No priesthood blessing was worth the humiliation it would cause my family, so I concluded it was better to go without.
I cried in bed the night before school started. I fervently prayed to Heavenly Father with genuine intent asking Him to bless me with His Priesthood. I waited quietly and patiently for a response, but felt nothing. I was alone.
After I finished crying, I fell asleep that night feeling like a silly girl with shattered dreams in a fraudulent illusion. I suppose we all have to grow up someday.
Struggling to Find My Place
A year or so later, some other negative experiences with the priesthood and priesthood holders caused me to question the priesthood more deeply. Where did it come from? Why would God exclude women? Why would God alienate women who weren’t connected to a righteous male priesthood holder? Why did Peter, James, and John confer the priesthood upon Joseph and not Mary, Martha, and Eve confer the priestesshood to Emma? Is the former so much more believable than the later?
I had a seminary teacher, Sister Simpson, who saw me struggling to find my place in my religion. The two male priesthood-holding seminary teachers from prior classes had asked me to leave their lessons on more than one occasion for questions and conduct that were “uninviting of the spirit”. Apparently, it was inappropriate for a 15-year-old girl to question her place in the Bible, Book of Mormon, and religion with the persistence that I did. However, Sister Simpson was different. She never asked me to leave her class. Not once. Instead she offered me an opportunity. She invited me to read the priesthood sessions of conference to get answers to my questions.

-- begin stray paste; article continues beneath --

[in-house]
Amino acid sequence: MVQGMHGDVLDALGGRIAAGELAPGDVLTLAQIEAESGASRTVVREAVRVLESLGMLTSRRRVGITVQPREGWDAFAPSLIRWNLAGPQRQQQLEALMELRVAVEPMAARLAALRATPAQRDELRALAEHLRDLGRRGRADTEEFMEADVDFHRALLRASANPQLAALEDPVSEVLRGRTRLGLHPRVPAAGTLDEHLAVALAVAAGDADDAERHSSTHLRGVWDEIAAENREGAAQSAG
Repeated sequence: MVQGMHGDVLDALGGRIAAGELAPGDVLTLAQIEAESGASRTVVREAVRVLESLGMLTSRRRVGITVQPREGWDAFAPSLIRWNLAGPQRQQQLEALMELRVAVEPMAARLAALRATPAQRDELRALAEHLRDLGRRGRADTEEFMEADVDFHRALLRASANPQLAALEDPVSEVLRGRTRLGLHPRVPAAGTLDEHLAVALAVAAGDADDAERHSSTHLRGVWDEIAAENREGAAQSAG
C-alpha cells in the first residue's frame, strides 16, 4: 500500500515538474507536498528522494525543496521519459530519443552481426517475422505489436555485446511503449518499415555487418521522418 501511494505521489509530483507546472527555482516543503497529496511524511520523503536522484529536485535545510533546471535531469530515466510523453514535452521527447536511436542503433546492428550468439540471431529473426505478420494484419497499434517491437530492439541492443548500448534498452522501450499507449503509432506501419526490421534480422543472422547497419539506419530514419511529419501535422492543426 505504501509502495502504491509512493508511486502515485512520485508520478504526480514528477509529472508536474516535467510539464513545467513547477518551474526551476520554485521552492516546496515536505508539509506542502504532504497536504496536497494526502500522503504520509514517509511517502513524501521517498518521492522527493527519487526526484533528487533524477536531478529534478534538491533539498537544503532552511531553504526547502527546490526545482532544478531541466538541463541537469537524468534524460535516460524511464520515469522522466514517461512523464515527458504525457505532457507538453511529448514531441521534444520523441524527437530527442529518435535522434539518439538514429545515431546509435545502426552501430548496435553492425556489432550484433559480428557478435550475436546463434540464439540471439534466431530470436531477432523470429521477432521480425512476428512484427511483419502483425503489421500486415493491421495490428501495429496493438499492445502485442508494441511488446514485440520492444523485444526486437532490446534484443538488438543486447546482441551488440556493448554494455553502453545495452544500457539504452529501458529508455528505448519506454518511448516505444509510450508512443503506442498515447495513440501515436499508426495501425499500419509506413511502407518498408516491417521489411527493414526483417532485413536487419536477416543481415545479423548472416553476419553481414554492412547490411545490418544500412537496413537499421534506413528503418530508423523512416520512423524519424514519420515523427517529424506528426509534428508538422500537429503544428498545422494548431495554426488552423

I remember feeling confused by her suggestion and responded, “…but I don’t have the priesthood.” She smiled and calmly replied, “Neither do I, but I still read them.”
I made a habit of reading watching, hearing, and studying recordings of Priesthood Sessions of General Conference—meetings women are generally denied access to.
It’s been a bittersweet journey. Some of the most faith affirming concepts and impressions I received were seeded in those meetings. A small, fragile testimony was forming. I longed for the priesthood to bless the lives of those I loved. I didn’t vie for any authority or power to climb the hierarchal ladder. I simply wanted to be self-reliant in the Church, just as my religion counseled me to be. Perhaps that council only applied to men.
However, the beauty of priesthood came with a sting. I was clearly rejected from the group as a 16 year old girl. I was nothing more than an imposter with her nose pressed up against the glass with a clear view of what was being taught to women and what was being taught to men. I desired to be like Jesus Christ, but my desires were met with hostility. Had I not been female, my desires would have been celebrated and congratulated and deemed worthy of praise.